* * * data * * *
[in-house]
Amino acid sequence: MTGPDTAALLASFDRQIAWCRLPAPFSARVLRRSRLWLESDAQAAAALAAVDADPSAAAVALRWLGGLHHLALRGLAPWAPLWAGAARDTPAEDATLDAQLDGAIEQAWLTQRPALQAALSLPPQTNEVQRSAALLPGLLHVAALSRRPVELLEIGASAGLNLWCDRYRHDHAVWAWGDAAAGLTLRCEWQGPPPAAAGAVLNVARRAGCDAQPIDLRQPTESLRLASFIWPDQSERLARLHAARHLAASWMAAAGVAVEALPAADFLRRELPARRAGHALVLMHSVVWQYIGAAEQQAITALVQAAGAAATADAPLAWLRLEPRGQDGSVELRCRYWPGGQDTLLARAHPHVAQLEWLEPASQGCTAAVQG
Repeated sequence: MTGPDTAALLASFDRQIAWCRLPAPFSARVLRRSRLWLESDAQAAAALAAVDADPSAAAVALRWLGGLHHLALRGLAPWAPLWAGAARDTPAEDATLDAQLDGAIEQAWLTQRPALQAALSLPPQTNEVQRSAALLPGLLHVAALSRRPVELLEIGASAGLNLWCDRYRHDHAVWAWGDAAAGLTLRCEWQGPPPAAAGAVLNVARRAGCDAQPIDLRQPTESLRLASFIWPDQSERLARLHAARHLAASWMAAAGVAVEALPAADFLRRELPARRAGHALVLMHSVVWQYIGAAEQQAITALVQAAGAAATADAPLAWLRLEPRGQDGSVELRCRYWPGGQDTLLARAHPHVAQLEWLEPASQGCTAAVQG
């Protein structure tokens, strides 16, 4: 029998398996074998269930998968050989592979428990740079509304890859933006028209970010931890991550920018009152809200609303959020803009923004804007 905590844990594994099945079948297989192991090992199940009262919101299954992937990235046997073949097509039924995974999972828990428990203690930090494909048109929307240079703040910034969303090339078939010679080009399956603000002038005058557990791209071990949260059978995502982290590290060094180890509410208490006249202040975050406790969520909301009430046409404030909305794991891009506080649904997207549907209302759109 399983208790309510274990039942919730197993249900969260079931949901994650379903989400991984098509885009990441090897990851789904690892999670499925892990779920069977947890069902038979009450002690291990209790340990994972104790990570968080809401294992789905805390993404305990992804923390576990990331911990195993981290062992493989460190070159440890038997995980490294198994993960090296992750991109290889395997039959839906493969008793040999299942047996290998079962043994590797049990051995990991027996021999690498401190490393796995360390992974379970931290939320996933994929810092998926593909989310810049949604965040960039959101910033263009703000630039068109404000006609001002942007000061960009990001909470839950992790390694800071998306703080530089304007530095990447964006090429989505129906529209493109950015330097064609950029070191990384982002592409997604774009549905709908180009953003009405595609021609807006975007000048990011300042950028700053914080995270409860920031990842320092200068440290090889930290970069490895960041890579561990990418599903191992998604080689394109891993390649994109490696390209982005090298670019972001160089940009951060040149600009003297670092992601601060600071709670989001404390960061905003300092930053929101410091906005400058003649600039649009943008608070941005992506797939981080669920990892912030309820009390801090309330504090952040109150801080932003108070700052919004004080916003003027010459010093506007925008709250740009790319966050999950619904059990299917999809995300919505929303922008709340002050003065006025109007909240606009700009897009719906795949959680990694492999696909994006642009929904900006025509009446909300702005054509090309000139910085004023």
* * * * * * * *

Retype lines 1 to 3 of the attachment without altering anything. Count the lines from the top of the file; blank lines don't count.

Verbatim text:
[in-house]
Amino acid sequence: MTGPDTAALLASFDRQIAWCRLPAPFSARVLRRSRLWLESDAQAAAALAAVDADPSAAAVALRWLGGLHHLALRGLAPWAPLWAGAARDTPAEDATLDAQLDGAIEQAWLTQRPALQAALSLPPQTNEVQRSAALLPGLLHVAALSRRPVELLEIGASAGLNLWCDRYRHDHAVWAWGDAAAGLTLRCEWQGPPPAAAGAVLNVARRAGCDAQPIDLRQPTESLRLASFIWPDQSERLARLHAARHLAASWMAAAGVAVEALPAADFLRRELPARRAGHALVLMHSVVWQYIGAAEQQAITALVQAAGAAATADAPLAWLRLEPRGQDGSVELRCRYWPGGQDTLLARAHPHVAQLEWLEPASQGCTAAVQG
Repeated sequence: MTGPDTAALLASFDRQIAWCRLPAPFSARVLRRSRLWLESDAQAAAALAAVDADPSAAAVALRWLGGLHHLALRGLAPWAPLWAGAARDTPAEDATLDAQLDGAIEQAWLTQRPALQAALSLPPQTNEVQRSAALLPGLLHVAALSRRPVELLEIGASAGLNLWCDRYRHDHAVWAWGDAAAGLTLRCEWQGPPPAAAGAVLNVARRAGCDAQPIDLRQPTESLRLASFIWPDQSERLARLHAARHLAASWMAAAGVAVEALPAADFLRRELPARRAGHALVLMHSVVWQYIGAAEQQAITALVQAAGAAATADAPLAWLRLEPRGQDGSVELRCRYWPGGQDTLLARAHPHVAQLEWLEPASQGCTAAVQG